211 is a phone number providing quick, easy and free information about health and human services. It’s available in over 90% of the U.S.
Like 911 and 411, the number has been reserved specifically for this purpose. (911 of course is for emergency services, and 411 for phone number information, although 411 is not always free)
According to the South Dakota Helpline Center, 211 Can Help Callers Access the Following Types of Services:
- Basic Human Needs Resources such as food banks, clothing, shelters, rent assistance, utility assistance
- Government information including City, County, State services and programs. Many people are not sure what government office to contact and so 211 helps point them in the right direction.
- Health and Mental Health Resources: health insurance programs, maternal health, medical information lines, crisis intervention services, support groups, counseling, drug and alcohol intervention and rehabilitation
- Employment Support: financial assistance, job training, transportation assistance, education programs
- Support for Older Americans and Persons with Disabilities including adult day care, congregate meals, Meals on Wheels, respite care, home health care, transportation, homemaker services
- Support for Children, Youth and Families: child care, after-school programs, Head Start, family resource centers, summer camps and recreation programs, mentoring, tutoring, protective services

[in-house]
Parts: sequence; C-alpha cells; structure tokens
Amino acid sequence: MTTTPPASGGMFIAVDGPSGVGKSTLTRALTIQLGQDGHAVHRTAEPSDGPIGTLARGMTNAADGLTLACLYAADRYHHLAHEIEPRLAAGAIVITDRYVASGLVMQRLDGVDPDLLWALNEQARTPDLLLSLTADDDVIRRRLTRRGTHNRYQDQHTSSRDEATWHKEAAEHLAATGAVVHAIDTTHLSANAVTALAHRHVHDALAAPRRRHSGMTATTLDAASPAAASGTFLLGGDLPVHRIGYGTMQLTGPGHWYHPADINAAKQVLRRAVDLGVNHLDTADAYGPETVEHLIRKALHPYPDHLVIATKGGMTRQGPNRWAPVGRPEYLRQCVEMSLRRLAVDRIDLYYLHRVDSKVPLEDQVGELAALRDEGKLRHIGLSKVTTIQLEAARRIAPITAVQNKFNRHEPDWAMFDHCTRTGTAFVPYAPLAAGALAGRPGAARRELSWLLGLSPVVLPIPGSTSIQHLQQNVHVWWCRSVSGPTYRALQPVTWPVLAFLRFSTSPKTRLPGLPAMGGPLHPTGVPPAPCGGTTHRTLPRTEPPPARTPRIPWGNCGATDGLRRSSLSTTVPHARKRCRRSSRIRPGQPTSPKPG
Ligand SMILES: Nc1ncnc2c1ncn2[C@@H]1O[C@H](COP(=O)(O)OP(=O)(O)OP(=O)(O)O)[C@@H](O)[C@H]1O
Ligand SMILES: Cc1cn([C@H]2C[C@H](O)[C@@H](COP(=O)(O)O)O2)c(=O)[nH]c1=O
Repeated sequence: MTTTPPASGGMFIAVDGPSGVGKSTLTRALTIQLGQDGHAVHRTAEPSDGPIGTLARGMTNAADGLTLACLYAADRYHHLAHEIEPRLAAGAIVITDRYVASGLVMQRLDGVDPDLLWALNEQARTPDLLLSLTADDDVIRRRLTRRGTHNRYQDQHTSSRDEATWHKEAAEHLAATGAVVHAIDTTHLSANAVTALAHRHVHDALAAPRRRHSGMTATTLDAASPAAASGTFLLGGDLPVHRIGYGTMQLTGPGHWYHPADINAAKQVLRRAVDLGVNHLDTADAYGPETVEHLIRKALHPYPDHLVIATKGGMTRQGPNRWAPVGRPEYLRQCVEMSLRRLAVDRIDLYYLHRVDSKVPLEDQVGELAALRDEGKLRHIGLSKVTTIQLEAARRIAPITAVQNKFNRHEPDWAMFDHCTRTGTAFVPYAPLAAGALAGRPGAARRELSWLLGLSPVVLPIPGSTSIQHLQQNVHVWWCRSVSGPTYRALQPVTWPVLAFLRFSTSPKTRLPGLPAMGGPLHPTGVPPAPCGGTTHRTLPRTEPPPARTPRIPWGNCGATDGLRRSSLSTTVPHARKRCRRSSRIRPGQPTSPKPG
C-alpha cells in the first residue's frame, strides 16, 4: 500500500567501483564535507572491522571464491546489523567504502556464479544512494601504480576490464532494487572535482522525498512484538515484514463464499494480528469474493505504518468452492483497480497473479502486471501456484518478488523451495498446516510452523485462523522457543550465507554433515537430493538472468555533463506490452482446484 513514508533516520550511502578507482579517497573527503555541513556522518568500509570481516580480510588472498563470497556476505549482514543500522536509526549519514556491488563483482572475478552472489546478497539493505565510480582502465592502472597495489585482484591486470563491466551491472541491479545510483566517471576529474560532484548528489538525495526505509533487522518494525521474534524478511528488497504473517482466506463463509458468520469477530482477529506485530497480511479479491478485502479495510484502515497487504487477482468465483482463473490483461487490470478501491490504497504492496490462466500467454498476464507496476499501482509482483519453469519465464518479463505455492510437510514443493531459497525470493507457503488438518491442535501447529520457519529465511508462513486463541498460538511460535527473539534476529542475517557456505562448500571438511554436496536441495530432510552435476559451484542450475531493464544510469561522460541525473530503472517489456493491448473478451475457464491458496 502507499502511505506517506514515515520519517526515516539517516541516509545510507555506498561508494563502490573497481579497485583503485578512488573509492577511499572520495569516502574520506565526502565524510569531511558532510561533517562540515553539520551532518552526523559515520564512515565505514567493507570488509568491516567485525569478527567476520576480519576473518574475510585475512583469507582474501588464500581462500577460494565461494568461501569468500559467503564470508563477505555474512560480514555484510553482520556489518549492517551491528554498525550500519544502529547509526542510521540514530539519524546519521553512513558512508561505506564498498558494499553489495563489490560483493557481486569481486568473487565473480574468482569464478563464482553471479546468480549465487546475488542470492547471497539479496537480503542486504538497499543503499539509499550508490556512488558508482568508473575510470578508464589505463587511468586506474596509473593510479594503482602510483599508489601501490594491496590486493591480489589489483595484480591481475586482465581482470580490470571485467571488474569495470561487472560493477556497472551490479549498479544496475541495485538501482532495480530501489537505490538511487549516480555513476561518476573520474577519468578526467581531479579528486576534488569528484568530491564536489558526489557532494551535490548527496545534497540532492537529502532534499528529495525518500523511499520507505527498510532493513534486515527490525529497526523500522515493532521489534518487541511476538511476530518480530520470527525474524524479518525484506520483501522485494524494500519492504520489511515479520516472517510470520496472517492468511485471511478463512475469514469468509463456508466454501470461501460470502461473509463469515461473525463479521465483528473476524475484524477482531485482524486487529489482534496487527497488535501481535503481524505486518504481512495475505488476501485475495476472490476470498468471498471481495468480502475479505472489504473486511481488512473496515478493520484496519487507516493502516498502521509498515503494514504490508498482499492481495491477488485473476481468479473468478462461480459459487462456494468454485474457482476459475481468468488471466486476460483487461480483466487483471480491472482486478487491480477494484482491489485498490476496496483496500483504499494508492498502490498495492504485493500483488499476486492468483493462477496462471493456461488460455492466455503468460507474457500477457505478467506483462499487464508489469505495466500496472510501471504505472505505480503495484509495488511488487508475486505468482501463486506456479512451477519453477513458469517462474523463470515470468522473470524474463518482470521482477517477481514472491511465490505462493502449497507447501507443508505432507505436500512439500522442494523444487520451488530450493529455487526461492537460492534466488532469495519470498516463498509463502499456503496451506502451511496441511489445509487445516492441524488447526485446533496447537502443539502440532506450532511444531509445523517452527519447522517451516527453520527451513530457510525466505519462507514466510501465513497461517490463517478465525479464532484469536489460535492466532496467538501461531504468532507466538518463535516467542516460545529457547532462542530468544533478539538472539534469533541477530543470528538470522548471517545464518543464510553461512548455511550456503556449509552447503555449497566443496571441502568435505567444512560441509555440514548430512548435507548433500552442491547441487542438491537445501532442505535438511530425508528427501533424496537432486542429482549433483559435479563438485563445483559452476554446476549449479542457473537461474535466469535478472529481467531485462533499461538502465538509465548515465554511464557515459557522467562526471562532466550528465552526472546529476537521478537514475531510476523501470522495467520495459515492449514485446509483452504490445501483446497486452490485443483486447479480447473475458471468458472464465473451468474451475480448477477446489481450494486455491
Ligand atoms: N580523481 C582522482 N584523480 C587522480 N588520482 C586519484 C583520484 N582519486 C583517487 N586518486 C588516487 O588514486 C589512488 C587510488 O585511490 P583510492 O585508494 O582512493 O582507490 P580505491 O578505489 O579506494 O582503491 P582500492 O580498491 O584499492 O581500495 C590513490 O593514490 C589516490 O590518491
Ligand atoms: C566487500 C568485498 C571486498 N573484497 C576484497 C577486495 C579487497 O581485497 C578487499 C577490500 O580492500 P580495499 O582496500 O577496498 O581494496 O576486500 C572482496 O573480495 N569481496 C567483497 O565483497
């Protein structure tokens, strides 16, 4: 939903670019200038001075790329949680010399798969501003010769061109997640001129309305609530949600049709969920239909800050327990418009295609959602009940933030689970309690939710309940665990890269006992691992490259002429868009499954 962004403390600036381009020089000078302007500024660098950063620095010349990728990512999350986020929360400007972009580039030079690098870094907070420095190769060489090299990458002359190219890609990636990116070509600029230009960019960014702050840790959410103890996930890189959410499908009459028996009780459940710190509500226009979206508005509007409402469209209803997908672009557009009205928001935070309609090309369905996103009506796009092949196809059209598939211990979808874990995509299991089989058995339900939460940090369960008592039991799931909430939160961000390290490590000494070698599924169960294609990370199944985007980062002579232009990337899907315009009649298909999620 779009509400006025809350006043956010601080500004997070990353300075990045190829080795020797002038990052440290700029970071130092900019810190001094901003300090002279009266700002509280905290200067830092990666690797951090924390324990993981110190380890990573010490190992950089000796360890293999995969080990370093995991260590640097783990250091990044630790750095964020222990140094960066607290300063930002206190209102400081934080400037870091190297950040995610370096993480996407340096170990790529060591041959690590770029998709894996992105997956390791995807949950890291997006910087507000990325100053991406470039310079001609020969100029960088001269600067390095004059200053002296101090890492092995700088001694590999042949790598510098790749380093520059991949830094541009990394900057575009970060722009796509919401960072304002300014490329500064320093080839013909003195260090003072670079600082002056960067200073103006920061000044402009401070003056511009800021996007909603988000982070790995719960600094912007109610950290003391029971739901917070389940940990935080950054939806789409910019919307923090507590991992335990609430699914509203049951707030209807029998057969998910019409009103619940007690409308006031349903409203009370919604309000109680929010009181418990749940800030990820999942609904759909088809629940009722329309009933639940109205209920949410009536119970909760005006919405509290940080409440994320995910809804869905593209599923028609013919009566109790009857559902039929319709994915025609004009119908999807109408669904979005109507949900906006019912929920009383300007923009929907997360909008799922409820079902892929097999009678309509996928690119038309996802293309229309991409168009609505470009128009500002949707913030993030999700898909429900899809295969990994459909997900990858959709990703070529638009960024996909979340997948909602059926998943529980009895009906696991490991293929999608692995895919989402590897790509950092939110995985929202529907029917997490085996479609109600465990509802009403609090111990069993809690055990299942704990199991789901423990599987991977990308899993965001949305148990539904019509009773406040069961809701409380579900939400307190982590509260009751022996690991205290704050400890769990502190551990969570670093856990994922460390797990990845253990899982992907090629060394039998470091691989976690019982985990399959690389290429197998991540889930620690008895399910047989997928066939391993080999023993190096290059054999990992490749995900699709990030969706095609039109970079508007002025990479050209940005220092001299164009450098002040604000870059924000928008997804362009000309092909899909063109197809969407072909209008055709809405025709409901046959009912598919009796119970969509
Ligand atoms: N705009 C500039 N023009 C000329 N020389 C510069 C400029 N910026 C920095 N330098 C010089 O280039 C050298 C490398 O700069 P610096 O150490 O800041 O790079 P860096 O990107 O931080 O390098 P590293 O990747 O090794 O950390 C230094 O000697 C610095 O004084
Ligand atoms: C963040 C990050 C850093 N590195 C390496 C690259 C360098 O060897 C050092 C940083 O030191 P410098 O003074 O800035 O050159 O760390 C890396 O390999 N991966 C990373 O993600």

- Volunteer Opportunities and Donations such as community involvement, volunteer centers, disaster relief
- Military and Family Support: programs that serve veterans and their families, community resources, mental health resources, counseling
- Hobby groups and civic/service clubs for people who have similar interests (gardening clubs, square dance groups, astronomy clubs, etc) or are united by a common cause (political groups, Lions, Rotary Clubs, Kiwanis, etc.)
211 is set up geographically by county and state, so not all areas in the U.S. are covered. And there may be some variation from place to place. The goal is to have nationwide coverage 24 hours a day, 7 days a week.
This is potentially an important resource for caregiving, since it can be confusing to try to figure out where to get the help you need. A long list of agencies to call can be time consuming and frustrating to the busy caregiver. Especially if the only time you can call is after business hours. They have professionals ready to assist your search.
211 can be reached by phone or text, or online at 211.org.
Have you used 211 and what are your results? Share your experiences in the comments.